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Compilation of the Month: Andrew Weatherall ‘Heavenly Remixes 3 & 4’ [Heavenly Recordings]

Andrew Weatherall's remixes for Heavenly Recordings are spread across two glorious volumes, and demonstrate his magic touch for turning live bands into dancefloor gold

Such was Weatherall’s production influence on Primal Scream’s ‘Screamadelica’, their 1991 album that distilled the Balearic spirit of acid house, he’s indelibly linked to Creation Records. But it’s another UK indie giant, Heavenly, with whom he had the longest working relationship, as ‘Heavenly Remixes 3 - Andrew Weatherall volume 1’ and ‘Heavenly Remixes 4 - Andrew Weatherall volume 2’ unveil in extended remix glory.

Opening with the prophetic words, “These are dark days we’re living in...”, Volume one kicks off with Weatherall’s 1990 take on Sly & Lovechild’s ‘The World According to Sly & Lovechild’. A pivotal track in the nascent prog scene, it unfurls hypnotically over eight-plus minutes of spacey, dubbed out instrumentation around Elliott E’lan Sly’s vocal, an incantation to dancefloor abandon. It set not only Weatherall’s role as a cultural barometer, but also his magic touch for turning live bands into dancefloor gold.

Whether it’s re-rubbing Flowered Up’s epic ‘92 classic ‘Weekender’ (check the original music video if you haven’t seen it before), transforming it into a hedonistic 17-minute trip that journeys through drummy house to loved up, chuggy breakbeat delirium, or extending BBC Radio 6Music staple Gweno’s ‘Chwyldro’ into a dubby haze of kick-drum driven psyche, the 16 tracks on offer here give a panned out look at Weatherall’s grand vision.

There are bonafide classics present here. His weed-infused take on St Etienne’s ‘Only Love Will Break Your Heart’ is a zenith of the huge influence of dub, its baleful lead melody and deep bass carrying it for five minutes until Sarah Cracknell’s voice joins the unmistakable piano riff. His remix of Espiritu’s ‘Conquistador’ as part of The Sabres Of Paradise, a collaboration with Jagz Kooner and Gary Burns, meanwhile, is an early-’90s melodic peak-timer, all rolling percussion and airy uplift. And Two Lone Swordsmen, his collaboration with Keith Tenniswood (aka Radioactive Man), flex their electro might on another St Etienne track, ‘Heart Failed (In The Back Of The Taxi)’, wobbling bass adding menace to glacial pads.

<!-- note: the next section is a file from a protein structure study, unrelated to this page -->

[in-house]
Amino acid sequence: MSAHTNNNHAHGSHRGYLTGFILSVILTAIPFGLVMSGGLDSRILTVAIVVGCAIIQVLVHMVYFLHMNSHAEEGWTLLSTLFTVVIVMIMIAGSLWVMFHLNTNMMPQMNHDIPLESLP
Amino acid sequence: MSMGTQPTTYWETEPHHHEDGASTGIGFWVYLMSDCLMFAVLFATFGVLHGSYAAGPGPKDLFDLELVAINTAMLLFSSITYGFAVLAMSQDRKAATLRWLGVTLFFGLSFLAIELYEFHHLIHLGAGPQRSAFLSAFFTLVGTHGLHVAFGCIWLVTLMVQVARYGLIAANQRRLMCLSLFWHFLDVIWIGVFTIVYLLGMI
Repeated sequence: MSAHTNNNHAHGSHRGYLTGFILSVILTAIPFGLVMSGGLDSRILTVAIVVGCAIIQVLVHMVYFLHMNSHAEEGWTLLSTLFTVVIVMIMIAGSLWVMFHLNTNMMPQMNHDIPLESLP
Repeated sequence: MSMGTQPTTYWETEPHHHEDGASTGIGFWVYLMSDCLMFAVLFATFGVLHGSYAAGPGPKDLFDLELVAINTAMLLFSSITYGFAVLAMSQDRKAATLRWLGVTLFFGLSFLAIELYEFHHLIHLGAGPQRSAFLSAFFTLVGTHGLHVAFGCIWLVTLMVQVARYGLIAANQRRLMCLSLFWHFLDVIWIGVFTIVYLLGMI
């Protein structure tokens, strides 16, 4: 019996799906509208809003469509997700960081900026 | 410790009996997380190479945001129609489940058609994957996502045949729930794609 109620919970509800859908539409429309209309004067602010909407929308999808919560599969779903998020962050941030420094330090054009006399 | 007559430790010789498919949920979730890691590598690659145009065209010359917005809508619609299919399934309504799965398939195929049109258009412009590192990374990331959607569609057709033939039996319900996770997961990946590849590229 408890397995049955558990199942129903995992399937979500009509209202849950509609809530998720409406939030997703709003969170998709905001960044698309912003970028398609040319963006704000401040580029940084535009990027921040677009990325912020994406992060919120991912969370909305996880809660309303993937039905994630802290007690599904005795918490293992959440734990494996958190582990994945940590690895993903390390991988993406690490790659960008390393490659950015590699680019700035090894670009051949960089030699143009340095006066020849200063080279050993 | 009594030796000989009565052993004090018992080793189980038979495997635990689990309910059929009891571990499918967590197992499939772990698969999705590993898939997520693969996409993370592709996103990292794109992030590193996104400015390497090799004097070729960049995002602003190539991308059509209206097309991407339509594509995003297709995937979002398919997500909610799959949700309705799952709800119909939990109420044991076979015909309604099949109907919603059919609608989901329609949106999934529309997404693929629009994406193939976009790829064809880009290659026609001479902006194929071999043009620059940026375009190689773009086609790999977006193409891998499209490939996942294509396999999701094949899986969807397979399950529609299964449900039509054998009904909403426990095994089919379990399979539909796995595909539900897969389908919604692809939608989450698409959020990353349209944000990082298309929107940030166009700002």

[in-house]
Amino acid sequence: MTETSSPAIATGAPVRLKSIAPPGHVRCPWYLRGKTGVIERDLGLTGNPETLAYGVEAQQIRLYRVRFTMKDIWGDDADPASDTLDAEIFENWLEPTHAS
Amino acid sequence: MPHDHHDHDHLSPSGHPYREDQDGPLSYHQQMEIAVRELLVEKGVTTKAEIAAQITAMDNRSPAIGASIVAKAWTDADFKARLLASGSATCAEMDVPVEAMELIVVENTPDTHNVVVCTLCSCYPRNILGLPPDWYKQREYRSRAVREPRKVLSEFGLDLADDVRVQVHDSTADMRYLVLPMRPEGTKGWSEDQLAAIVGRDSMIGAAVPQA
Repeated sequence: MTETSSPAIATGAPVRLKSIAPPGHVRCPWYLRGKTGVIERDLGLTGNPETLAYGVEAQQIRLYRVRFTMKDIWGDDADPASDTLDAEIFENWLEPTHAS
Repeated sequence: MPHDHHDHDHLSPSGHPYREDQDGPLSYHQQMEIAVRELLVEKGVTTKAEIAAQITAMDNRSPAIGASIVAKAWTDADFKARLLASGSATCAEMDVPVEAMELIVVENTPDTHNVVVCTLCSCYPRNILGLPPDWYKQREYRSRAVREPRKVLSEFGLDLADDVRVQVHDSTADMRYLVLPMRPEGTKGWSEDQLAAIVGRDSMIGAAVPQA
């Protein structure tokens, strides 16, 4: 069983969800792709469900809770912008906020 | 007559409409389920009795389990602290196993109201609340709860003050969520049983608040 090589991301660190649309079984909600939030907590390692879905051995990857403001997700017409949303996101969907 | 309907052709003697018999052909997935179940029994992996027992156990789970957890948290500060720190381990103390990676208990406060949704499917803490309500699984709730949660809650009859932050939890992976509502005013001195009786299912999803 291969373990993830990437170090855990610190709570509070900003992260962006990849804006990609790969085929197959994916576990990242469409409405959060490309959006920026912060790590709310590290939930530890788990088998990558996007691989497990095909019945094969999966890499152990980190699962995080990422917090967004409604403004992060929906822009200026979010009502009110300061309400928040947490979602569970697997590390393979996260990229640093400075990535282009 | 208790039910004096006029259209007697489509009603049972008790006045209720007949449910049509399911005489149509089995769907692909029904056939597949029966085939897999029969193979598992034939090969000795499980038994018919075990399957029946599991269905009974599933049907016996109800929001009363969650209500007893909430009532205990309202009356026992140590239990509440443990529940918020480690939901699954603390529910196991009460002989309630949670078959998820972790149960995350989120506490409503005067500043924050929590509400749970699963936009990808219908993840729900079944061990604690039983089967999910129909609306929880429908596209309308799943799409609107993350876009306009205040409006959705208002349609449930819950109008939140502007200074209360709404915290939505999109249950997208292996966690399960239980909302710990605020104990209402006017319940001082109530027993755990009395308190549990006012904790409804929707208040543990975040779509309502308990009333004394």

It’s the more recent, lesser known remixes, however, that show how he kept tirelessly carving his own groove. Australian four-piece Confidence Man’s ‘Bubblegum’ ends up somewhere between angular punk-funk and 2007 electroclash taut guitar, electric detuned bass and acid breathing a dancefloor strut into the original. ‘Dance Your Life Away’ by Audiobooks gets a similar shot of vitality; low end tightened, groove engaged, vibe alive. Youthful UK band The Orielles have ‘Sugar Tastes Like Salt’ reconstituted into a riot of surf guitars and delaying yelps, over what appear to be Weatherall’s own bass playing. And Mark Lanegan Band’s ‘Beehive’ is filleted down to ghostly guitar and bass over tribal drums.

The result is a rich document of Weatherall’s relationship with Heavenly, building on his 1999 entry into their canonical ‘Live At The Heavenly Social’ mix series. But it’s also a testament to a giant of UK music. Despite covering a 30-year period, each mix simply sounds distinctly Weatherall. Existing in a timeless universe of his own, the lasting impression is of someone who knew exactly what they wanted to say from the very start.

Joe Roberts is a freelance writer. You can follow him on Twitter @corporealface